22. Fenianserpent
    Posted January 30, 2007 at 6:18 pm | Permalink

    Just another symptom of patriarchal jackassery. I totally agree with Cherylp. If you’re going into medicine, realize you’re going have to bed those Fundamentalist tendencies a bit. Crap like this really makes my head hurt.

  23. FuriousFemale
    Posted January 30, 2007 at 7:50 pm | Permalink

    I read a letter to editor a few days ago regarding the couple that was refused EC at Wal-mart. The letter writer suggested that these pharmacists should be held iable for the costs of raising the child should the women they refuse EC to end up pregnant and keep the child……not a bad idea when you think about it.
    This situation really does grind my gears though…..it’s like they’re TRYING to discourage rape victims from reporting the crime.

  24. Lotus
    Posted January 30, 2007 at 10:13 pm | Permalink

    Lesley is right about Florida. I work as an advocate for sexual assault victims in northern Florida, and there is only one pharmacy in a several-county-radius that I know of that will fill a prescription for Plan B.
    Although, when I started this work I was suprised to learn that, as bible-thumping as my area (which is not only extremely right-wing but also a big military town) tends to be, all sexual assault vicmtims who are given a forensic exam (otherwise known as a “rape kit”) get Plan B if they want it. Here, hospitals don’t do the forensic exams; instead, all sexual assault victims (usually after they’ve been to the hospital) are transported to the (state-funded) Sexual Assault Reponse Center for their forensic exams, where, rather than giving women a prescription, Plan B is actually kept in stock and given at the end of the exam to all rape victims who want it — for free.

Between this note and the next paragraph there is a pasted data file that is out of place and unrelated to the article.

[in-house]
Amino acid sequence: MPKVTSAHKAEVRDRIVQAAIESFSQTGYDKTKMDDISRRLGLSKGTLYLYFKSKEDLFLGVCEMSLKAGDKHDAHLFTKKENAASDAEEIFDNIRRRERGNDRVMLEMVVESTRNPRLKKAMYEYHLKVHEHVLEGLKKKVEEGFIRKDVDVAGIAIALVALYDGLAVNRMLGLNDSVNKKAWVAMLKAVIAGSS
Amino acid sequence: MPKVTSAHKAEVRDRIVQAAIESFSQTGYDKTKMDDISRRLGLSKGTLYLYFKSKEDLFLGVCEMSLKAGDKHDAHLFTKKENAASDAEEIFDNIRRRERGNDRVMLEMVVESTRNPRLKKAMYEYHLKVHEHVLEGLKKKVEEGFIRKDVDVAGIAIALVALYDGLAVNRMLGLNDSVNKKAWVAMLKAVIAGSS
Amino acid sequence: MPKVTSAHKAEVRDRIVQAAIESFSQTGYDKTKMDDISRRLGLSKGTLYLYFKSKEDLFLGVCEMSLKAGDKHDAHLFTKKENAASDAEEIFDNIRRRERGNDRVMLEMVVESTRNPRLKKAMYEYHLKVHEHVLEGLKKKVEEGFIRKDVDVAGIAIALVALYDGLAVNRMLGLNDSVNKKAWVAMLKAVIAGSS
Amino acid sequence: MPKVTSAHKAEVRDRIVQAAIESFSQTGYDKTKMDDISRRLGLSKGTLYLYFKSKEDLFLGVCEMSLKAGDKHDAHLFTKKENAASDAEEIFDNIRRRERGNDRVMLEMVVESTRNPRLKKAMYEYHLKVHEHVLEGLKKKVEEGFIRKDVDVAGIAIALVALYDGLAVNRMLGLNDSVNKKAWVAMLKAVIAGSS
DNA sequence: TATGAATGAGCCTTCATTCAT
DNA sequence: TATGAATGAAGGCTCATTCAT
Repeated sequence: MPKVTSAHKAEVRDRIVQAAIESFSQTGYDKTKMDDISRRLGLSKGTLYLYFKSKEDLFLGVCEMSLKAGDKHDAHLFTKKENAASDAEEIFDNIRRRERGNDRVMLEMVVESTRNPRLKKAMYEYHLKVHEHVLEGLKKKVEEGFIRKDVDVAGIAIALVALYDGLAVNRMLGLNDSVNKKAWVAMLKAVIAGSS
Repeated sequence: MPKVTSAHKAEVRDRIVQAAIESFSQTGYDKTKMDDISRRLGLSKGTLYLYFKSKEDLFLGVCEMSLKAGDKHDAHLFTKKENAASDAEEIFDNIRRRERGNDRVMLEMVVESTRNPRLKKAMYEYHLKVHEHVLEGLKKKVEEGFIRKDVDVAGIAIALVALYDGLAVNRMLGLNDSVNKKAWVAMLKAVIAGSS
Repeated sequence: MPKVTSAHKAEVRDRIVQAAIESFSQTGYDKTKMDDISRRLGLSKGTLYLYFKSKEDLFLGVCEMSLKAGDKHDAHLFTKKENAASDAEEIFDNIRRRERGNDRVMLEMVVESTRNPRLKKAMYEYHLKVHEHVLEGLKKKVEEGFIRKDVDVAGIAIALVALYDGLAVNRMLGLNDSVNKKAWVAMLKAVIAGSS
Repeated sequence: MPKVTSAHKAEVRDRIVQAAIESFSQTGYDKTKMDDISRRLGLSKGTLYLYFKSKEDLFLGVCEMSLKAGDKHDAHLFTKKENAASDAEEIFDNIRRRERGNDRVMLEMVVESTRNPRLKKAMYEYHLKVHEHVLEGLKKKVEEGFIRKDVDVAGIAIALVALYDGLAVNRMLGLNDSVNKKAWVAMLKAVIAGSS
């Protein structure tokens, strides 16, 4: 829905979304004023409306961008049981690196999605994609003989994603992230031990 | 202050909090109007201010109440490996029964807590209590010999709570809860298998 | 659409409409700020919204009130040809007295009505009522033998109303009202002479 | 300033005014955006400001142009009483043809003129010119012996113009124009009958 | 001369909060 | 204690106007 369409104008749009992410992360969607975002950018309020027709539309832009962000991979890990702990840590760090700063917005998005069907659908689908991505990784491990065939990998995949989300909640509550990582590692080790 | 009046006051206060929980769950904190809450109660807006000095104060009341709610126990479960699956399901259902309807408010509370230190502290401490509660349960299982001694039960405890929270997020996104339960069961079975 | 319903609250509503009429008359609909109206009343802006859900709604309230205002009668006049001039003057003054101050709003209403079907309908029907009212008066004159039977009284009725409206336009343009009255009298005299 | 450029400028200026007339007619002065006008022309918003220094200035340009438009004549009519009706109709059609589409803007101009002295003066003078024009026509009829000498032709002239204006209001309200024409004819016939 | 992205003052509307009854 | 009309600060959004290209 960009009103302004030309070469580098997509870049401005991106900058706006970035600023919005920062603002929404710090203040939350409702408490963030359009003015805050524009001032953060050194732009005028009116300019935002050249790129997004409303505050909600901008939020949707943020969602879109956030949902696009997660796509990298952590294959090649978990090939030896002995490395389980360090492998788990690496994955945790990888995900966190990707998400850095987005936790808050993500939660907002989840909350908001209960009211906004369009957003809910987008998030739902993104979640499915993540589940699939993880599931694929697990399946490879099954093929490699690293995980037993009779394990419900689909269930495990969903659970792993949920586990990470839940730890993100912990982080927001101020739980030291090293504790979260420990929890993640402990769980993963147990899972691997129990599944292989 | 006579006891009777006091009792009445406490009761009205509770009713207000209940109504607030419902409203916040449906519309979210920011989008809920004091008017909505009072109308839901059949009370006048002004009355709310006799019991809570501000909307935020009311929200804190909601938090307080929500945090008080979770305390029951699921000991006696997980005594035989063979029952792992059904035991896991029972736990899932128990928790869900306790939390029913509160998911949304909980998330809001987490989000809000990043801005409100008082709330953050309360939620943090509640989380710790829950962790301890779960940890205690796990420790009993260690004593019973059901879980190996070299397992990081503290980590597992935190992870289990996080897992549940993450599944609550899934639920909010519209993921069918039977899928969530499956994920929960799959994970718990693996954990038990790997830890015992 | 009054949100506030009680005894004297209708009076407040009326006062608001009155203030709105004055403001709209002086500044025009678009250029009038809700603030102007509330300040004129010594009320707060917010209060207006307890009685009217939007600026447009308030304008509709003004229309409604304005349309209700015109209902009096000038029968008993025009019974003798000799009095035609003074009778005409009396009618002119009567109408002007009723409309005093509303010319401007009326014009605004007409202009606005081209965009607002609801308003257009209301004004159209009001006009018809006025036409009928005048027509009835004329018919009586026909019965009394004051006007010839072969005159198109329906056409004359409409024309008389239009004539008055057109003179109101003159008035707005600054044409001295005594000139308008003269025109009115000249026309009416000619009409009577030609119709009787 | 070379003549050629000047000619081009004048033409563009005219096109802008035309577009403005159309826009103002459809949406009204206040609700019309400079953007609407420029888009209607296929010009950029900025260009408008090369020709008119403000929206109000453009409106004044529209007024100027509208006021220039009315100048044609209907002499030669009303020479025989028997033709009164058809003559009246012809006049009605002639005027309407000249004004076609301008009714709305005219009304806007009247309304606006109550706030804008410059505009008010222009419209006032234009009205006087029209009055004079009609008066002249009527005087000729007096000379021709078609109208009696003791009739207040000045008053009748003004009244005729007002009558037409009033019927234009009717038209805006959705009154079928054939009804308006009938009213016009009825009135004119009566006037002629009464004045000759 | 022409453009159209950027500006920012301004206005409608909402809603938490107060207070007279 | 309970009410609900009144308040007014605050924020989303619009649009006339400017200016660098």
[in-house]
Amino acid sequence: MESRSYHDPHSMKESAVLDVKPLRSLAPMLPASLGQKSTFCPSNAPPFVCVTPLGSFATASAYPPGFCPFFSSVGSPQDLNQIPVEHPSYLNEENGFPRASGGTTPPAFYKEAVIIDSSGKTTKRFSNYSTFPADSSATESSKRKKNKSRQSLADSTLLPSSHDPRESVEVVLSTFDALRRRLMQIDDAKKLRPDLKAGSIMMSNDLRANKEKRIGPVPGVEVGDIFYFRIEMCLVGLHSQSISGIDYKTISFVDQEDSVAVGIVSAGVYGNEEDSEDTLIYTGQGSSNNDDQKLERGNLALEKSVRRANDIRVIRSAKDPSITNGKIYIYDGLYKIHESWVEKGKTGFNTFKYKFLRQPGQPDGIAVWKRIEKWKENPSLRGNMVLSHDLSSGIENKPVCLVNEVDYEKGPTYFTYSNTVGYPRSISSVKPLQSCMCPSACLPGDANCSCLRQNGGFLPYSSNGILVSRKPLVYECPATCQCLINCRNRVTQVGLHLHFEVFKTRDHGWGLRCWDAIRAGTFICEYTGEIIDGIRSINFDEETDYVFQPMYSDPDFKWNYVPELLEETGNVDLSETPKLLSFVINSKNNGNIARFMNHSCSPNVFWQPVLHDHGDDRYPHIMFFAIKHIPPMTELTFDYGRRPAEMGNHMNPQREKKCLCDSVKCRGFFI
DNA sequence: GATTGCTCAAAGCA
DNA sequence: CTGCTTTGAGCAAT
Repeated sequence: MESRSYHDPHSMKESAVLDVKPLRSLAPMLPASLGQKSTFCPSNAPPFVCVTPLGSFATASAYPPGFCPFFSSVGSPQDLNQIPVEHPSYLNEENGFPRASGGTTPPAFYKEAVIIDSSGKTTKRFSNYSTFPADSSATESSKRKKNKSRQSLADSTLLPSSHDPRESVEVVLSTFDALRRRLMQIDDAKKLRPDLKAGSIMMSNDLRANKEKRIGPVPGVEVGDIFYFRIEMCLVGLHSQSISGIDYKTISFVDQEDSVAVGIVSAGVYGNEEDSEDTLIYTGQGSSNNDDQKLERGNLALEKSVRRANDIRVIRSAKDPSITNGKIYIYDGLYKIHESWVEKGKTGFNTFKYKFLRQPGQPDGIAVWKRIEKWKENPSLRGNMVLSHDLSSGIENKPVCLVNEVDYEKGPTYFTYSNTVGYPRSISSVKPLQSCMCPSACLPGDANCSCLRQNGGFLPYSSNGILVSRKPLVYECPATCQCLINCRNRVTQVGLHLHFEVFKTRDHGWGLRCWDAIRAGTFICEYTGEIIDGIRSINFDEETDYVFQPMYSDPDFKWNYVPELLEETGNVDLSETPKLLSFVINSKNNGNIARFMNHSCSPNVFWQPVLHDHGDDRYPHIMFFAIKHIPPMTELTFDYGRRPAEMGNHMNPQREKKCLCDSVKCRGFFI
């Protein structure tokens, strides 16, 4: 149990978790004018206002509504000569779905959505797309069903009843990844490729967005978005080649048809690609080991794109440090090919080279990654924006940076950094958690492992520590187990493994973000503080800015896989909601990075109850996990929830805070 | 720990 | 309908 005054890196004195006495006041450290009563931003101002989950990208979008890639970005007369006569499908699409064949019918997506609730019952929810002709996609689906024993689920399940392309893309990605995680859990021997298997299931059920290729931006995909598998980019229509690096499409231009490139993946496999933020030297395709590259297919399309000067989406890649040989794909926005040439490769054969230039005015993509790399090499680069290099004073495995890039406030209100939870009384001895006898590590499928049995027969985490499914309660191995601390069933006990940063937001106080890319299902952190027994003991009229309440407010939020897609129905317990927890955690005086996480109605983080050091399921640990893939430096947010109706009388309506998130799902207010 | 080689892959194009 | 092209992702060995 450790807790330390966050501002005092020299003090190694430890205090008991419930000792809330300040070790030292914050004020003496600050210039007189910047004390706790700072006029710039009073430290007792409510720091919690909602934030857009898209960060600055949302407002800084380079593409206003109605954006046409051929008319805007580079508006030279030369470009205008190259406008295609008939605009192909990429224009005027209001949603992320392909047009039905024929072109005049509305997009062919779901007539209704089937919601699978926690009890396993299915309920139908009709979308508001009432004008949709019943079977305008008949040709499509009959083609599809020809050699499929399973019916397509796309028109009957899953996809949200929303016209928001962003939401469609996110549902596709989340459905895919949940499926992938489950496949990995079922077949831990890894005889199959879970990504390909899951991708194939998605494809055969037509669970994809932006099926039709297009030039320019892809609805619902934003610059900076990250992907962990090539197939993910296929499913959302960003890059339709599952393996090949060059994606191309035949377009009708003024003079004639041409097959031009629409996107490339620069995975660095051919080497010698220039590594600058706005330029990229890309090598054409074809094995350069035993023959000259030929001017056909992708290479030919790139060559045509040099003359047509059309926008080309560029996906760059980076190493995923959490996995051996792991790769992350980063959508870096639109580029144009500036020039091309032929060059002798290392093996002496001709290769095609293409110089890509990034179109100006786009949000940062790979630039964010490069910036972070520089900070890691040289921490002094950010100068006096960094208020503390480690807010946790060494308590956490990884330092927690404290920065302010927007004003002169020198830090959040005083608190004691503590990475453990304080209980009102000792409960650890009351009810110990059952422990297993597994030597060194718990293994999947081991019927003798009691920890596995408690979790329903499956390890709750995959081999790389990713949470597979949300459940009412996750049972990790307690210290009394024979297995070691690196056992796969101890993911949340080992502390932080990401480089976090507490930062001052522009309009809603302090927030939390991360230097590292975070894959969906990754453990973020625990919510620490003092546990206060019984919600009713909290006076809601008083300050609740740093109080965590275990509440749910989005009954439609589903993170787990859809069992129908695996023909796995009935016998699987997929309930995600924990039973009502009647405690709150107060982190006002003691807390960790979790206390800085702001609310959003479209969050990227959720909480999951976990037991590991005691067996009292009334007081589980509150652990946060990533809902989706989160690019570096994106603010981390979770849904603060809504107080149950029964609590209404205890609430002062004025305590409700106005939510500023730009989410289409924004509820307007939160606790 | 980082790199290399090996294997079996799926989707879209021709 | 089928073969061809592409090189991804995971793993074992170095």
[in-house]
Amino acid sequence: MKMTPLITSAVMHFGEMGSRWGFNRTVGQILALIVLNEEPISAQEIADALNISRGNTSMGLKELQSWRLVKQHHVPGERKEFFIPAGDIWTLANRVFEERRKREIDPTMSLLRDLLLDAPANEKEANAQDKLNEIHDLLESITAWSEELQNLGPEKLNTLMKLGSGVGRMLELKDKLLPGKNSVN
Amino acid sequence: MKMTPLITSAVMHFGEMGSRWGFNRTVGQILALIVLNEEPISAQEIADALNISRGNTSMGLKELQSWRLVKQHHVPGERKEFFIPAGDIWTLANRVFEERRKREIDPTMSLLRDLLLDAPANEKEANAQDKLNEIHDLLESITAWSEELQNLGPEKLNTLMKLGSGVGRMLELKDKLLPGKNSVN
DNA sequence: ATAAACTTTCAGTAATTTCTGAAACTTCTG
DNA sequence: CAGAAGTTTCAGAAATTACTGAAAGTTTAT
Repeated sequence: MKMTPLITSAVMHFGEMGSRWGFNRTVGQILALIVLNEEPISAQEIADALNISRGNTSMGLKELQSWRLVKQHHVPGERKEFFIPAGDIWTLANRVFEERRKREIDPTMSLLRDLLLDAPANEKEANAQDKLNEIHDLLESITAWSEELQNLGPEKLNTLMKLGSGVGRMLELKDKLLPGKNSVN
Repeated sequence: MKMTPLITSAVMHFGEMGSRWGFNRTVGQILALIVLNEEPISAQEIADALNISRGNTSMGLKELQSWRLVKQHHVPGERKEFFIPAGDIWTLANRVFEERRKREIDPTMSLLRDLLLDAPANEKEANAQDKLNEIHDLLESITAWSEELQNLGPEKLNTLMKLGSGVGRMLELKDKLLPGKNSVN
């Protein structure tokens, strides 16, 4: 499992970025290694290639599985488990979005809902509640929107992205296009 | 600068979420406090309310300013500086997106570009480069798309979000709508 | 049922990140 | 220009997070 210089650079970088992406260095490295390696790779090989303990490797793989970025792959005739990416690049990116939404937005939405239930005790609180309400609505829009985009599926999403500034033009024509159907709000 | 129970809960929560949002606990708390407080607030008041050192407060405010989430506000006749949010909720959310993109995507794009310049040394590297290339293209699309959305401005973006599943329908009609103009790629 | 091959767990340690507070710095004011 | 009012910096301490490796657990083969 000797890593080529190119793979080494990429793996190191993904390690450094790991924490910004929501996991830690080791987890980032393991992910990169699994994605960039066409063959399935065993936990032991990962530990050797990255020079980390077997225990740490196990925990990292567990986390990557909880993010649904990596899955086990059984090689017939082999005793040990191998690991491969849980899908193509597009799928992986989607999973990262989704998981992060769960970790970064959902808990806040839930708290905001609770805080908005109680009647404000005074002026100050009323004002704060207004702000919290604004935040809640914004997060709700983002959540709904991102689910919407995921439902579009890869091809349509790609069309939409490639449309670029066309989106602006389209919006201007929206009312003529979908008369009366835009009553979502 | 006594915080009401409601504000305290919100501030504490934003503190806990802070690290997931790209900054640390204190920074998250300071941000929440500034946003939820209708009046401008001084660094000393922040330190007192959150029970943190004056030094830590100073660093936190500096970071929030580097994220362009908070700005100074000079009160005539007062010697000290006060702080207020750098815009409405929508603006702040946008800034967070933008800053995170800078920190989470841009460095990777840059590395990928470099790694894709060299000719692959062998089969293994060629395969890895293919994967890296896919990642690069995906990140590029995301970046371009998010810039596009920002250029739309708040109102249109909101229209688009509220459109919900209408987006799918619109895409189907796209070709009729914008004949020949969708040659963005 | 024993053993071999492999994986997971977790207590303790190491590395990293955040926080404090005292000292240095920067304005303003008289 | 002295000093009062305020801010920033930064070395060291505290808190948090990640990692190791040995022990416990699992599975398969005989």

25. ccall
    Posted January 30, 2007 at 10:32 pm | Permalink

    Un. Fucking. Believable. I would have trouble making up something that awful.
    Wonder what Governor Jeb Bush would do if his daughter ran into a “conscientious objector� in a moment of need.

  26. donna darko
    Posted January 30, 2007 at 10:35 pm | Permalink

    bible-thumping as my area (which is not only extremely right-wing but also a big military town
    p-cola has the most churches per capita and the highest incidence of incest according to the world almanac. my friend from p-cola thinks these two facts are related.

  27. donna darko
    Posted January 30, 2007 at 10:37 pm | Permalink

    but it has a decent progressive community which makes up for these drawbacks.

  28. dhsredhead
    Posted January 31, 2007 at 12:55 am | Permalink

    WTF. I hope, I really really hope that this girl hires a good lawyer and sues the police department for this BS.

  29. the.empress
    Posted January 31, 2007 at 8:56 am | Permalink

    this story has really changed my perspective on everything. this inspires me to fight so much harder.
    but i havent been this disgusted in quite a while.

  30. kmg
    Posted January 31, 2007 at 11:10 am | Permalink

    Lesley, good call, I missed what state we were in here. Generally refusal clauses don’t cover EC or other contraception, but not so in Florida.
    That statute can only protect the jail and jail employee from a traditional tort (negligence/recklessness), though, and not from a constitutional tort.

  31. Posted January 31, 2007 at 12:29 pm | Permalink